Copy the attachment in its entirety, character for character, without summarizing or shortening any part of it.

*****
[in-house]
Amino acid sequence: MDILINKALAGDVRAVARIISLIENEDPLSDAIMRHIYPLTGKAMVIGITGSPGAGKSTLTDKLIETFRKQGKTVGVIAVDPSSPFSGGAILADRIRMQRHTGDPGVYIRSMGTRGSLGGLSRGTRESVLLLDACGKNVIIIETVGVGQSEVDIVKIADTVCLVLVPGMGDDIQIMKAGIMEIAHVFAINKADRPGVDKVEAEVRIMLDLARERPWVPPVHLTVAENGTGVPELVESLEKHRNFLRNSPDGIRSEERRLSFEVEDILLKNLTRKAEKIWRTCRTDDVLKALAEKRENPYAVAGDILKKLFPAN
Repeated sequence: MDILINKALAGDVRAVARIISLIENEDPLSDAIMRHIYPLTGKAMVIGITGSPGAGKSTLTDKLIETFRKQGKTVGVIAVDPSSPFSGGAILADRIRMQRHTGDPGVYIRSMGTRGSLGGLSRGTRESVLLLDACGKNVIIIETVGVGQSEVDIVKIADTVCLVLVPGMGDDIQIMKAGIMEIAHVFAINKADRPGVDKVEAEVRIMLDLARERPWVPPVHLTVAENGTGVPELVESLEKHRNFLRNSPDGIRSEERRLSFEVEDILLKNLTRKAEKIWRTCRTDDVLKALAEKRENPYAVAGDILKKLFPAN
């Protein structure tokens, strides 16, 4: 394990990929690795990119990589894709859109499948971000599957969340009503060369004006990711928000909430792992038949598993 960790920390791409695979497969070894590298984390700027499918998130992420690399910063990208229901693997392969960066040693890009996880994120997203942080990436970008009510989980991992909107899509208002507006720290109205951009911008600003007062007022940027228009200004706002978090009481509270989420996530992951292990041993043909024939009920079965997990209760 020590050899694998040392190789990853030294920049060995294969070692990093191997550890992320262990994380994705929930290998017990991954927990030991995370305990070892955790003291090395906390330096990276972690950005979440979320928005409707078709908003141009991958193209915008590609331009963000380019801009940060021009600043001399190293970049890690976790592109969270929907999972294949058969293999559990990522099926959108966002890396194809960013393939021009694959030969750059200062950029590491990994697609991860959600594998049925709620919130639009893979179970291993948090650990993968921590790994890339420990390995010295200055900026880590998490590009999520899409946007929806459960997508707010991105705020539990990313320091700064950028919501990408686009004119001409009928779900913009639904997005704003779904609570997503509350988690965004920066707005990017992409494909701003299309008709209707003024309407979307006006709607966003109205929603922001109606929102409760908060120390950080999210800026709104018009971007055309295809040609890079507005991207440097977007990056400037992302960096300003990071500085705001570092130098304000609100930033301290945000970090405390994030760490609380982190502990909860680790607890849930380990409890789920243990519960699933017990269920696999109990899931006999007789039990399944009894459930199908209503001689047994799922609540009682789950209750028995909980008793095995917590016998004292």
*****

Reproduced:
[in-house]
Amino acid sequence: MDILINKALAGDVRAVARIISLIENEDPLSDAIMRHIYPLTGKAMVIGITGSPGAGKSTLTDKLIETFRKQGKTVGVIAVDPSSPFSGGAILADRIRMQRHTGDPGVYIRSMGTRGSLGGLSRGTRESVLLLDACGKNVIIIETVGVGQSEVDIVKIADTVCLVLVPGMGDDIQIMKAGIMEIAHVFAINKADRPGVDKVEAEVRIMLDLARERPWVPPVHLTVAENGTGVPELVESLEKHRNFLRNSPDGIRSEERRLSFEVEDILLKNLTRKAEKIWRTCRTDDVLKALAEKRENPYAVAGDILKKLFPAN
Repeated sequence: MDILINKALAGDVRAVARIISLIENEDPLSDAIMRHIYPLTGKAMVIGITGSPGAGKSTLTDKLIETFRKQGKTVGVIAVDPSSPFSGGAILADRIRMQRHTGDPGVYIRSMGTRGSLGGLSRGTRESVLLLDACGKNVIIIETVGVGQSEVDIVKIADTVCLVLVPGMGDDIQIMKAGIMEIAHVFAINKADRPGVDKVEAEVRIMLDLARERPWVPPVHLTVAENGTGVPELVESLEKHRNFLRNSPDGIRSEERRLSFEVEDILLKNLTRKAEKIWRTCRTDDVLKALAEKRENPYAVAGDILKKLFPAN
């Protein structure tokens, strides 16, 4: 394990990929690795990119990589894709859109499948971000599957969340009503060369004006990711928000909430792992038949598993 960790920390791409695979497969070894590298984390700027499918998130992420690399910063990208229901693997392969960066040693890009996880994120997203942080990436970008009510989980991992909107899509208002507006720290109205951009911008600003007062007022940027228009200004706002978090009481509270989420996530992951292990041993043909024939009920079965997990209760 020590050899694998040392190789990853030294920049060995294969070692990093191997550890992320262990994380994705929930290998017990991954927990030991995370305990070892955790003291090395906390330096990276972690950005979440979320928005409707078709908003141009991958193209915008590609331009963000380019801009940060021009600043001399190293970049890690976790592109969270929907999972294949058969293999559990990522099926959108966002890396194809960013393939021009694959030969750059200062950029590491990994697609991860959600594998049925709620919130639009893979179970291993948090650990993968921590790994890339420990390995010295200055900026880590998490590009999520899409946007929806459960997508707010991105705020539990990313320091700064950028919501990408686009004119001409009928779900913009639904997005704003779904609570997503509350988690965004920066707005990017992409494909701003299309008709209707003024309407979307006006709607966003109205929603922001109606929102409760908060120390950080999210800026709104018009971007055309295809040609890079507005991207440097977007990056400037992302960096300003990071500085705001570092130098304000609100930033301290945000970090405390994030760490609380982190502990909860680790607890849930380990409890789920243990519960699933017990269920696999109990899931006999007789039990399944009894459930199908209503001689047994799922609540009682789950209750028995909980008793095995917590016998004292």